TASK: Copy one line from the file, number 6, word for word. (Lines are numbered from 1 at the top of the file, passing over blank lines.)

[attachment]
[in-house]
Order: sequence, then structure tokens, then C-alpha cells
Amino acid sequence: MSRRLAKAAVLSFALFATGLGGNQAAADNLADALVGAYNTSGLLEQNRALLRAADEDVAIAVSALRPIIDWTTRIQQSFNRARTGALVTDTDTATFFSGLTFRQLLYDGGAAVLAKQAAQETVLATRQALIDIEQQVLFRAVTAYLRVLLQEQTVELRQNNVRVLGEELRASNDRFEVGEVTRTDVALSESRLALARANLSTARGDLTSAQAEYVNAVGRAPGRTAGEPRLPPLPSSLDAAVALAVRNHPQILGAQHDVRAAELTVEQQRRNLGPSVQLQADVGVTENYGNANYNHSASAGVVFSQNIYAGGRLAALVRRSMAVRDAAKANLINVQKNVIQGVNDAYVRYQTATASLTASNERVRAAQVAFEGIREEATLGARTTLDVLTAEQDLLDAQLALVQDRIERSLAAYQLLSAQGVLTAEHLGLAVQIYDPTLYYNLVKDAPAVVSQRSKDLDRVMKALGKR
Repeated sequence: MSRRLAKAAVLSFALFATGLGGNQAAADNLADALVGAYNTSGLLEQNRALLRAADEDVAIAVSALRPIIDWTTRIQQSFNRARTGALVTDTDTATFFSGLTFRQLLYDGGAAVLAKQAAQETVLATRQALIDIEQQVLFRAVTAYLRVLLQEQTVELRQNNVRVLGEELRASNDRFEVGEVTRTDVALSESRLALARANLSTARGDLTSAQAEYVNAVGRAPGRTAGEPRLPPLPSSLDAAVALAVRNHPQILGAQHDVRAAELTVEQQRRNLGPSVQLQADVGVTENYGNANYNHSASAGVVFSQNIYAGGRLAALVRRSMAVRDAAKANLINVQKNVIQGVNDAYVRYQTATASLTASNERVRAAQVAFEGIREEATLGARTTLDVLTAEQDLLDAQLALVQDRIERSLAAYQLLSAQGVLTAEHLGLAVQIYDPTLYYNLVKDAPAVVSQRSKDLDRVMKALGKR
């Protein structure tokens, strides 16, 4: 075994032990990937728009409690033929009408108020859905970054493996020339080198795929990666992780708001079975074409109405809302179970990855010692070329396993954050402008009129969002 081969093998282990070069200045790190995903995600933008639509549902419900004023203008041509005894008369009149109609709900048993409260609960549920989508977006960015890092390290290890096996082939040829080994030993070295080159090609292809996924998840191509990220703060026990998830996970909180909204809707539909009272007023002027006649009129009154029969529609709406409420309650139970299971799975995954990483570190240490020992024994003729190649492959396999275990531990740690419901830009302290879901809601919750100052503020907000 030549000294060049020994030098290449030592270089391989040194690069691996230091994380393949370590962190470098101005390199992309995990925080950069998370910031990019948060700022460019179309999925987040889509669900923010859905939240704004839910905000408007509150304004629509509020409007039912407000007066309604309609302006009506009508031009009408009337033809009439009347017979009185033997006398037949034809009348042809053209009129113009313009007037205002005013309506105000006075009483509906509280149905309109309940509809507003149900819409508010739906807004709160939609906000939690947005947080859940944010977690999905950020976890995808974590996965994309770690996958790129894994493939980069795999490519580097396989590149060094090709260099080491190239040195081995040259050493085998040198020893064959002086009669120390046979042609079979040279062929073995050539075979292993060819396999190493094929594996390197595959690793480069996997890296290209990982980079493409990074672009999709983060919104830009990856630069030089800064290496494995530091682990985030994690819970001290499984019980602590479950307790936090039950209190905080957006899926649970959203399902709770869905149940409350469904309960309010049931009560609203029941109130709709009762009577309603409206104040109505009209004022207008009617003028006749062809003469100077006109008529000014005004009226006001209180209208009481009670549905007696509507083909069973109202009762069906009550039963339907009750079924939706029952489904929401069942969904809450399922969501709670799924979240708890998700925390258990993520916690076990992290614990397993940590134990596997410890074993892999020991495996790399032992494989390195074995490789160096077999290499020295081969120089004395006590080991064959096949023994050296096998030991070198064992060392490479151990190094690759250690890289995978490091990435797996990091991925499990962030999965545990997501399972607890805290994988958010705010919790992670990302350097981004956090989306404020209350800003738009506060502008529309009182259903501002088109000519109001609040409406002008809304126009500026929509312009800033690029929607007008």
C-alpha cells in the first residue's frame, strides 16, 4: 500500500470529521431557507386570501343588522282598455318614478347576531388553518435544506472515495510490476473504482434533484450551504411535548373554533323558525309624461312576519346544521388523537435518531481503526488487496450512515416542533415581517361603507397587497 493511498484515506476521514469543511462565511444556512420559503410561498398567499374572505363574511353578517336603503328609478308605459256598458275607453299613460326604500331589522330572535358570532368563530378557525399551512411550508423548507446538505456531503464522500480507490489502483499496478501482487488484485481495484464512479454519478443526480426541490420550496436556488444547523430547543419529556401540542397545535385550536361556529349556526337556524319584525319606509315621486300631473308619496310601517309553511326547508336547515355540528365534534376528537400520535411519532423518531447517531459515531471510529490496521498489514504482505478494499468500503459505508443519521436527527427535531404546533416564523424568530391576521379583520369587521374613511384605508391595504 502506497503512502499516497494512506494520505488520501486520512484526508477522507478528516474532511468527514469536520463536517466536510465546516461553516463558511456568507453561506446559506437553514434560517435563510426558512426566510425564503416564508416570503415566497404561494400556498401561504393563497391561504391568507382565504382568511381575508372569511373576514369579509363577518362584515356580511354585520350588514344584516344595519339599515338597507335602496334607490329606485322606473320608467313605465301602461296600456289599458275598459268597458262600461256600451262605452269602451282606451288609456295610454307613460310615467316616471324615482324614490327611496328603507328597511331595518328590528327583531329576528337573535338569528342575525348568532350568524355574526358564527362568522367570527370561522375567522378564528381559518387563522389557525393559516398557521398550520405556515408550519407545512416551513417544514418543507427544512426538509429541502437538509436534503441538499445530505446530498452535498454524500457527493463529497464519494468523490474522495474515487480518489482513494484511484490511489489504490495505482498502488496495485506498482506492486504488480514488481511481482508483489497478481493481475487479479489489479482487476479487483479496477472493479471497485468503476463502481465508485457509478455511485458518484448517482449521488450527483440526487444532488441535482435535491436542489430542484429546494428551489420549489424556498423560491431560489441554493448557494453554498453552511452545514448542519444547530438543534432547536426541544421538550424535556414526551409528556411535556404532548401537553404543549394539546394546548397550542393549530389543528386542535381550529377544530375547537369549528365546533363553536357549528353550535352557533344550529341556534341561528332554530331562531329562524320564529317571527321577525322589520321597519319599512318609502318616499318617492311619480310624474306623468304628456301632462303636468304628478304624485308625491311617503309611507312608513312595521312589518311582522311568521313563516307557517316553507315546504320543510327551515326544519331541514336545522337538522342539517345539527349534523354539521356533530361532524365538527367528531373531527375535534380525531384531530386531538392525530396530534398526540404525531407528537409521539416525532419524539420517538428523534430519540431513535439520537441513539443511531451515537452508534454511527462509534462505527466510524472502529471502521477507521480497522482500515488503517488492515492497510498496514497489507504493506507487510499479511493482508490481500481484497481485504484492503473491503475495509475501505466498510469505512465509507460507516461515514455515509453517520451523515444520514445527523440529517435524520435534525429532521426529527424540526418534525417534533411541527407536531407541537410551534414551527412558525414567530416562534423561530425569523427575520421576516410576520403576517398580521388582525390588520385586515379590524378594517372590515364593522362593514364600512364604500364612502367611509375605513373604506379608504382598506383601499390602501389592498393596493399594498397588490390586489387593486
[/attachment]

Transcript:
C-alpha cells in the first residue's frame, strides 16, 4: 500500500470529521431557507386570501343588522282598455318614478347576531388553518435544506472515495510490476473504482434533484450551504411535548373554533323558525309624461312576519346544521388523537435518531481503526488487496450512515416542533415581517361603507397587497 493511498484515506476521514469543511462565511444556512420559503410561498398567499374572505363574511353578517336603503328609478308605459256598458275607453299613460326604500331589522330572535358570532368563530378557525399551512411550508423548507446538505456531503464522500480507490489502483499496478501482487488484485481495484464512479454519478443526480426541490420550496436556488444547523430547543419529556401540542397545535385550536361556529349556526337556524319584525319606509315621486300631473308619496310601517309553511326547508336547515355540528365534534376528537400520535411519532423518531447517531459515531471510529490496521498489514504482505478494499468500503459505508443519521436527527427535531404546533416564523424568530391576521379583520369587521374613511384605508391595504 502506497503512502499516497494512506494520505488520501486520512484526508477522507478528516474532511468527514469536520463536517466536510465546516461553516463558511456568507453561506446559506437553514434560517435563510426558512426566510425564503416564508416570503415566497404561494400556498401561504393563497391561504391568507382565504382568511381575508372569511373576514369579509363577518362584515356580511354585520350588514344584516344595519339599515338597507335602496334607490329606485322606473320608467313605465301602461296600456289599458275598459268597458262600461256600451262605452269602451282606451288609456295610454307613460310615467316616471324615482324614490327611496328603507328597511331595518328590528327583531329576528337573535338569528342575525348568532350568524355574526358564527362568522367570527370561522375567522378564528381559518387563522389557525393559516398557521398550520405556515408550519407545512416551513417544514418543507427544512426538509429541502437538509436534503441538499445530505446530498452535498454524500457527493463529497464519494468523490474522495474515487480518489482513494484511484490511489489504490495505482498502488496495485506498482506492486504488480514488481511481482508483489497478481493481475487479479489489479482487476479487483479496477472493479471497485468503476463502481465508485457509478455511485458518484448517482449521488450527483440526487444532488441535482435535491436542489430542484429546494428551489420549489424556498423560491431560489441554493448557494453554498453552511452545514448542519444547530438543534432547536426541544421538550424535556414526551409528556411535556404532548401537553404543549394539546394546548397550542393549530389543528386542535381550529377544530375547537369549528365546533363553536357549528353550535352557533344550529341556534341561528332554530331562531329562524320564529317571527321577525322589520321597519319599512318609502318616499318617492311619480310624474306623468304628456301632462303636468304628478304624485308625491311617503309611507312608513312595521312589518311582522311568521313563516307557517316553507315546504320543510327551515326544519331541514336545522337538522342539517345539527349534523354539521356533530361532524365538527367528531373531527375535534380525531384531530386531538392525530396530534398526540404525531407528537409521539416525532419524539420517538428523534430519540431513535439520537441513539443511531451515537452508534454511527462509534462505527466510524472502529471502521477507521480497522482500515488503517488492515492497510498496514497489507504493506507487510499479511493482508490481500481484497481485504484492503473491503475495509475501505466498510469505512465509507460507516461515514455515509453517520451523515444520514445527523440529517435524520435534525429532521426529527424540526418534525417534533411541527407536531407541537410551534414551527412558525414567530416562534423561530425569523427575520421576516410576520403576517398580521388582525390588520385586515379590524378594517372590515364593522362593514364600512364604500364612502367611509375605513373604506379608504382598506383601499390602501389592498393596493399594498397588490390586489387593486